Despatch of the Spies of Canaan. - Numbers 13:1. The command of Jehovah, to send out men to spy out the land of Canaan, was occasioned, according to the account given by Moses in Deuteronomy 1:22., by a proposal of the congregation, which pleased Moses, so that he laid the matter before the Lord, who then commanded him to send out for this purpose, "of every tribe of their fathers a man, every one a ruler among them, i.e., none but men who were princes in their tribes, who held the prominent position of princes, i.e., distinguished persons of rank; or, as it is stated in Numbers 13:3, "heads of the children of Israel," i.e., not the tribe-princes of the twelve tribes, but those men, out of the total number of the heads of the tribes and families of Israel, who were the most suitable for such a mission, though the selection was to be made in such a manner that every tribe should be represented by one of its own chiefs. That there were none of the twelve tribe-princes among them is apparent from a comparison of their names (Numbers 13:4-15) with the (totally different) names of the tribe-princes (Numbers 1:3., Numbers 7:12.). Caleb and Joshua are the only spies that are known. The order, in which the tribes are placed in the list of the names in Numbers 13:4-15, differs from that in Numbers 1:5-15 only in the fact that in Numbers 13:10 Zebulun is separated from the other sons of Leah, and in Numbers 13:11 Manasseh is separated from Ephraim. The expression "of the tribe of Joseph," in Numbers 13:11, stands for "of the children of Joseph," in Numbers 1:10; Numbers 34:23. At the close of the list it is still further stated, that Moses called Hoshea (i.e., help), the son of Nun, Jehoshua, contracted into Joshua (i.e., Jehovah-help, equivalent to, whose help is Jehovah). This statement does not present any such discrepancy, when compared with Exodus 17:9, Exodus 17:13; Exodus 24:13; Exodus 32:17; Exodus 33:11, and Numbers 11:28, where Joshua bears this name as the servant of Moses at a still earlier period, as to point to any diversity of authorship. As there is nothing of a genealogical character in any of these passages, so as to warrant us in expecting to find the family name of Joshua in them, the name Joshua, by which Hosea had become best known in history, could be used proleptically in them all. On the other hand, however, it is not distinctly stated in the verse before us, that this was the occasion on which Moses gave Hosea the new name of Joshua. As the Vav consec. frequently points out merely the order of thought, the words may be understood without hesitation in the following sense: These are the names borne by the heads of the tribes to be sent out as spies, as they stand in the family registers according to their descent; Hosea, however, was named Joshua by Moses; which would not by any means imply that the alteration in the name had not been made till then. It is very probable that Moses may have given him the new name either before or after the defeat of the Amalekites (Exodus 17:9.), or when he took him into his service, though it has not been mentioned before; whilst here the circumstances themselves required that it should be stated that Hosea, as he was called in the list prepared and entered in the documentary record according to the genealogical tables of the tribes, had received from Moses the name of Joshua. In Numbers 13:17-20 Moses gives them the necessary instructions, defining more clearly the motive which the congregation had assigned for sending them out, namely, that they might search out the way into the land and to its towns (Deuteronomy 1:22). "Get you up there (זה in the south country, and go up to the mountain." Negeb, i.e., south country, lit., dryness, aridity, from נגב, to be dry or arid (in Syr., Chald, and Samar.). Hence the dry, parched land, in contrast to the well-watered country (Joshua 15:19; Judges 1:15), was the name given to the southern district of Canaan, which forms the transition from the desert to the strictly cultivated land, and bears for the most part the character of a steppe, in which tracts of sand and heath are intermixed with shrubs, grass, and vegetables, whilst here and there corn is also cultivated; a district therefore which was better fitted for grazing than for agriculture, though it contained a number of towns and villages (see at Joshua 15:21-32). "The mountain" is the mountainous part of Palestine, which was inhabited by Hittites, Jebusites, and Amorites (Numbers 13:29), and was called the mountains of the Amorites, on account of their being the strongest of the Canaanitish tribes (Deuteronomy 1:7, Deuteronomy 1:19.). It is not to be restricted, as Knobel supposes, to the limits of the so-called mountains of Judah (Joshua 15:48-62), but included the mountains of Israel or Ephraim also (Joshua 11:21; Joshua 20:7), and formed, according to Deuteronomy 1:7, the backbone of the whole land of Canaan up to Lebanon.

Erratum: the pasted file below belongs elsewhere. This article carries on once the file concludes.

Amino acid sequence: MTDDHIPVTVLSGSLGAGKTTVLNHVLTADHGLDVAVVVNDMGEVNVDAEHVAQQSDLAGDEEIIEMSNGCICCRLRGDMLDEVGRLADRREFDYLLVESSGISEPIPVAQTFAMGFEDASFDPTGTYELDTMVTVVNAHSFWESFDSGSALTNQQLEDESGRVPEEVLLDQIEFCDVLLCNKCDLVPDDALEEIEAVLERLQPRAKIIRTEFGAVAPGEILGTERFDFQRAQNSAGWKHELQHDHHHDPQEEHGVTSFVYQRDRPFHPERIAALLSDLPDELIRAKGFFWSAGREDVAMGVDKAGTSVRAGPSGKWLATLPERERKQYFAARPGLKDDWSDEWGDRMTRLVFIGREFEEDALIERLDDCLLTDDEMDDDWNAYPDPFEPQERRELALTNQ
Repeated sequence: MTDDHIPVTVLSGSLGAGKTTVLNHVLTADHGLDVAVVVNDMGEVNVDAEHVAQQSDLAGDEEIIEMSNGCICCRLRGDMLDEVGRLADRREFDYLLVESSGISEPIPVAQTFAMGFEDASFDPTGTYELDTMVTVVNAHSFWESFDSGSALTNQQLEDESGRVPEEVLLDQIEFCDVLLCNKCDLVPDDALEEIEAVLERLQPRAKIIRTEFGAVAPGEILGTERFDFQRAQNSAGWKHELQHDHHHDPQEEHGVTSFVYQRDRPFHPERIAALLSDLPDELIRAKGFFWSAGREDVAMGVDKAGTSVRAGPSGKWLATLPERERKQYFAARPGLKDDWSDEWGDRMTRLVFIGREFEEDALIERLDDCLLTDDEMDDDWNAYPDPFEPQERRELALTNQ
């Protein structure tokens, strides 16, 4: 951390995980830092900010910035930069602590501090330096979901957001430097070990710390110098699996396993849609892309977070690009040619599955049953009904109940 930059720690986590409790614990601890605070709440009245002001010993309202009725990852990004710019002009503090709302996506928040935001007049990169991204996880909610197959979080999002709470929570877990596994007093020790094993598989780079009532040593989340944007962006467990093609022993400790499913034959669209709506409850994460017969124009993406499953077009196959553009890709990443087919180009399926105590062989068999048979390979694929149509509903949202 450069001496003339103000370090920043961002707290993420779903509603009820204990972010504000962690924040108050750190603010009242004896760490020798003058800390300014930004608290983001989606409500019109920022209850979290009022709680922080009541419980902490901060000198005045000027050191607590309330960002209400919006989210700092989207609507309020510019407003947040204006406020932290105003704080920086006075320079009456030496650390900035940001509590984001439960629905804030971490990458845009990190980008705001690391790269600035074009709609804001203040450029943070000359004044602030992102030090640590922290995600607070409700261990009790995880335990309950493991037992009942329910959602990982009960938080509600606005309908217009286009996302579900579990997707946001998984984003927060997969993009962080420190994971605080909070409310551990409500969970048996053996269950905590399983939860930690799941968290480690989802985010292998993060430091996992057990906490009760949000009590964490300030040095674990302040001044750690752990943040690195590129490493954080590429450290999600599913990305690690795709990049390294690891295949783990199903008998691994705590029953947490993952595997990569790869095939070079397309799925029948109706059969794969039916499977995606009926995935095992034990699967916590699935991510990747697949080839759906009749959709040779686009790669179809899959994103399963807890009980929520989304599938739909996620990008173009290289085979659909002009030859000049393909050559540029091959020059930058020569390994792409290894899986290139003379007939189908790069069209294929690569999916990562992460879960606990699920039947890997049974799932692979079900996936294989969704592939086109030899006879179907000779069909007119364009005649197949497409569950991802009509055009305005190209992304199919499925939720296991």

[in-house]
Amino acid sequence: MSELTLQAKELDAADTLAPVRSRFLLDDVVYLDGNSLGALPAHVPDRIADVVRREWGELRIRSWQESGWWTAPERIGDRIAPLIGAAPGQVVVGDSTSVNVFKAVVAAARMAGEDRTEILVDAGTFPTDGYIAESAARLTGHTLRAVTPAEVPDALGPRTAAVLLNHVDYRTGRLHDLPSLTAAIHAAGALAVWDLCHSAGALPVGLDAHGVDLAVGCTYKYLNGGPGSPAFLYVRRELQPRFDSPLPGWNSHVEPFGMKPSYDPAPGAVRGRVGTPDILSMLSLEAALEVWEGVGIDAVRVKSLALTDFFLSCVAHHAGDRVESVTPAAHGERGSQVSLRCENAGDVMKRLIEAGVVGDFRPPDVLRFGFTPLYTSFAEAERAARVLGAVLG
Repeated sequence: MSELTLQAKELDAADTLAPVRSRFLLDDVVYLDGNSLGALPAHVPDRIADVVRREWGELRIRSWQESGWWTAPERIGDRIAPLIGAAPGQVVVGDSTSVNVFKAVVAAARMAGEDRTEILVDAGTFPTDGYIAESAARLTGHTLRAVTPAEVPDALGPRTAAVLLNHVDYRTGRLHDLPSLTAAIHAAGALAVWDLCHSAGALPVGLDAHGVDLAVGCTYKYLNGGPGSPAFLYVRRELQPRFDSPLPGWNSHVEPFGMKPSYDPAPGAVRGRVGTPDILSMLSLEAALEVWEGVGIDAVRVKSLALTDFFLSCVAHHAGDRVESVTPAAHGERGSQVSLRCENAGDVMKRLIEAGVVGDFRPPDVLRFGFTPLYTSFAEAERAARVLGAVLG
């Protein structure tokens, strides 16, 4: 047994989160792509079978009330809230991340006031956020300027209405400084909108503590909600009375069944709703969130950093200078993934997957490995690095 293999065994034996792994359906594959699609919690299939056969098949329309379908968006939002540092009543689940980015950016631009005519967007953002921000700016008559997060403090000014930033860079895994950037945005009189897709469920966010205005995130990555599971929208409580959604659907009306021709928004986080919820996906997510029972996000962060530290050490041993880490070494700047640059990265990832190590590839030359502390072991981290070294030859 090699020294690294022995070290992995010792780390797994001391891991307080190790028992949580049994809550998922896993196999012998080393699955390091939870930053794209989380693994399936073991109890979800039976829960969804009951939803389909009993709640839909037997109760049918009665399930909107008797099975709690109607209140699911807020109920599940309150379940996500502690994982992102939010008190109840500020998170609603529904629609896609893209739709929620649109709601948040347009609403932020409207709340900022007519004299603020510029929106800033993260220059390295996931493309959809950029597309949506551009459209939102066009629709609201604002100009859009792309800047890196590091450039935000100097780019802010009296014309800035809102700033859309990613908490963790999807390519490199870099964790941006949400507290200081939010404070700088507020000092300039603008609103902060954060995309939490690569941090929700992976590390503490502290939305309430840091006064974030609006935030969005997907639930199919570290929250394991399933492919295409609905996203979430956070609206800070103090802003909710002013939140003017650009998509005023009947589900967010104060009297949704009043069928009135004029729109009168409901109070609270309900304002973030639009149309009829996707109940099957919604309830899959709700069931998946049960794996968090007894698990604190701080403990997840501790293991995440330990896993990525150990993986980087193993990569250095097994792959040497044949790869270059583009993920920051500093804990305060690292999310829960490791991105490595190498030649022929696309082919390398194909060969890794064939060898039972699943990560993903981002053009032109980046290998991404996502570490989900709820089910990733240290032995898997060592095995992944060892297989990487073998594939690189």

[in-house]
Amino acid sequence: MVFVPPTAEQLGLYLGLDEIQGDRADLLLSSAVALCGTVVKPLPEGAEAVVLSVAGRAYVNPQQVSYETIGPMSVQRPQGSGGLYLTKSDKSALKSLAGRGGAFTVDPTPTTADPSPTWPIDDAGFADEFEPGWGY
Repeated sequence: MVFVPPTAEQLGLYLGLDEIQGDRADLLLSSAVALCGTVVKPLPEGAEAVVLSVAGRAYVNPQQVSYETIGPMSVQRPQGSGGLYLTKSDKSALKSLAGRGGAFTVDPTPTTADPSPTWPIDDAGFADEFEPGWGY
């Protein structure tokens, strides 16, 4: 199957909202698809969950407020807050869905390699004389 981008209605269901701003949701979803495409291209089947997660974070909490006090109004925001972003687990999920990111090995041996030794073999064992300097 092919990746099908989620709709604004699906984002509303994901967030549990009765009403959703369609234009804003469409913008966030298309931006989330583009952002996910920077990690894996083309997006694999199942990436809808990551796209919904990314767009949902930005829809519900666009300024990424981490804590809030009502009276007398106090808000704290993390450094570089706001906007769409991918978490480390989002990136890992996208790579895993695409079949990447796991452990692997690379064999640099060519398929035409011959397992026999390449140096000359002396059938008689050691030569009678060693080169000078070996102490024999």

Treasury of Scripture Knowledge